Who are Taiwan's 'First Nations' ?
Archaeologists’ contributions to the ongoing debate
By Mark Caltonhill
Paiwan arts and crafts often include images of hundred pacer snakes, considered to represent their original ancestor
Photo by Mark Caltonhill
Taiwan’s history, in the narrow definition of ‘the study of human affairs from written texts’, dates back just a few hundred years to the large-scale immigration of Han-Chinese, Japanese, Dutch and Spanish in the seventeenth century.
The island was inhabited long before that, however, from around 30,000 years ago by pre-pottery Paleolithic peoples on the east coast; then by pottery and stone utensil-using Neolithic civilizations, firstly along the coastlines around 6,000 years ago and, from around two millennia later, in the high mountainous regions and throughout the island; then by peoples of the Metal Age from around 1800 BP (1,800 years Before the Present era, which archeologists define as starting in 1950) who made and used iron and bronze tools; and finally by the several dozen Austronesian-speaking ethnicities who welcomed, willingly or unwillingly, the arrival of the outside world with its fine ceramics, medical know-how and written words, as well as its guns and cannons, and thirst for furs, timber and arable land.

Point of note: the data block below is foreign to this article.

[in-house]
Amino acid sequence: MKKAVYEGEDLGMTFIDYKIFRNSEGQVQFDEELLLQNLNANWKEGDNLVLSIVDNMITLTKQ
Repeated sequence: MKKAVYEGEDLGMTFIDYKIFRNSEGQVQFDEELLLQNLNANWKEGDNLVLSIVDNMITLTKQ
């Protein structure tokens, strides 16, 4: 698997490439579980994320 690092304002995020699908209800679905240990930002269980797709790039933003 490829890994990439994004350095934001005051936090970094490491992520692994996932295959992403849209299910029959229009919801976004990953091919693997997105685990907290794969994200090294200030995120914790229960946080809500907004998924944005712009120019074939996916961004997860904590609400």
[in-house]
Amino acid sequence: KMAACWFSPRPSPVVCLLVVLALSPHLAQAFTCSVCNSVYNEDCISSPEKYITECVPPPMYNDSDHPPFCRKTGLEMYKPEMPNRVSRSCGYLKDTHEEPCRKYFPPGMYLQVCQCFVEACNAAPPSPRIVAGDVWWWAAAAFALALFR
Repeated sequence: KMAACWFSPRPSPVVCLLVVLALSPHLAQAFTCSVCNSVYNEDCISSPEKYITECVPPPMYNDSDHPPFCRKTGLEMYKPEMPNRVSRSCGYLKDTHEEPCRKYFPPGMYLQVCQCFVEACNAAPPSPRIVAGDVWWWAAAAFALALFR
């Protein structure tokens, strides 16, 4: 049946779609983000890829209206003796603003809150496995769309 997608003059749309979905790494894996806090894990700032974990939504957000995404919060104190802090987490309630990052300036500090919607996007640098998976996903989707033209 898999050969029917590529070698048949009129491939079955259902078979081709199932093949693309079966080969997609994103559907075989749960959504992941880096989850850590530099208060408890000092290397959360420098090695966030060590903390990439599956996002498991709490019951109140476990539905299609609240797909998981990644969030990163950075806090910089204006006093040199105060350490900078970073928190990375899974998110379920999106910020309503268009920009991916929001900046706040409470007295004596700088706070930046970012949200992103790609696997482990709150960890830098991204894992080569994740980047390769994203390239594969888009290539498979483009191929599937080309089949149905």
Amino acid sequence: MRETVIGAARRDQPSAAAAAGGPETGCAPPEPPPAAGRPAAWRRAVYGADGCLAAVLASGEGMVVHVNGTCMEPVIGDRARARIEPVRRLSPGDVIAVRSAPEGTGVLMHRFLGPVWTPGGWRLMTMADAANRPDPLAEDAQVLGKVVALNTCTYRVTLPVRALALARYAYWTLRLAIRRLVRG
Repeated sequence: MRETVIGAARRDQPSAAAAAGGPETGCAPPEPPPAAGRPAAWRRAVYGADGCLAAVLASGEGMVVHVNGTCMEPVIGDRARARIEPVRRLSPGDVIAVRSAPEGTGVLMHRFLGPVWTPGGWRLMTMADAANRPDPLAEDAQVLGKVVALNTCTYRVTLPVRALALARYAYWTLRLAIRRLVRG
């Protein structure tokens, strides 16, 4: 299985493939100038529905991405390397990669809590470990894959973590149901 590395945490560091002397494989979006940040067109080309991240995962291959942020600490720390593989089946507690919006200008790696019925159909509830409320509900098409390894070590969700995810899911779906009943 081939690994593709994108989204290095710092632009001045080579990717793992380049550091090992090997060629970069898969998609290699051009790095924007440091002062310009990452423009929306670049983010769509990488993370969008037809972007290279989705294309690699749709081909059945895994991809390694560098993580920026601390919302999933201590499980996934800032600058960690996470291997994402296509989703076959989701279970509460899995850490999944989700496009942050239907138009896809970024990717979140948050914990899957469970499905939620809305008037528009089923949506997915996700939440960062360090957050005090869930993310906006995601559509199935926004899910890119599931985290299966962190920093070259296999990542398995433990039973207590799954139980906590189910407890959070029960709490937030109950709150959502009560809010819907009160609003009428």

In the absence of written records, who these earlier people and what their relationships to each other were, are complex topics fraught with technical difficulties. Added to this, the political considerations and ethnological sensitivities that have seen indigenous peoples elevated from ‘uncivilized barbarians’ (生番) to ‘mountain people’ (山地人) to Aborigines (原住民; ‘original inhabitants’) keen to reclaim their own cultures--if not their ‘stolen’ lands--over recent decades, make this an area many academics are wary of entering.
“Yes, I am often criticised simply for saying what the archaeological evidence proves,” says Kuo Su-chiu (郭素秋), Associate Research Fellow at the Academia Sinica’s Institute of History and Philology, speaking of the task she faces when tightrope-walking between Han-Chinese hegemony on the one side and traditional Aboriginal legends and origin myths on the other.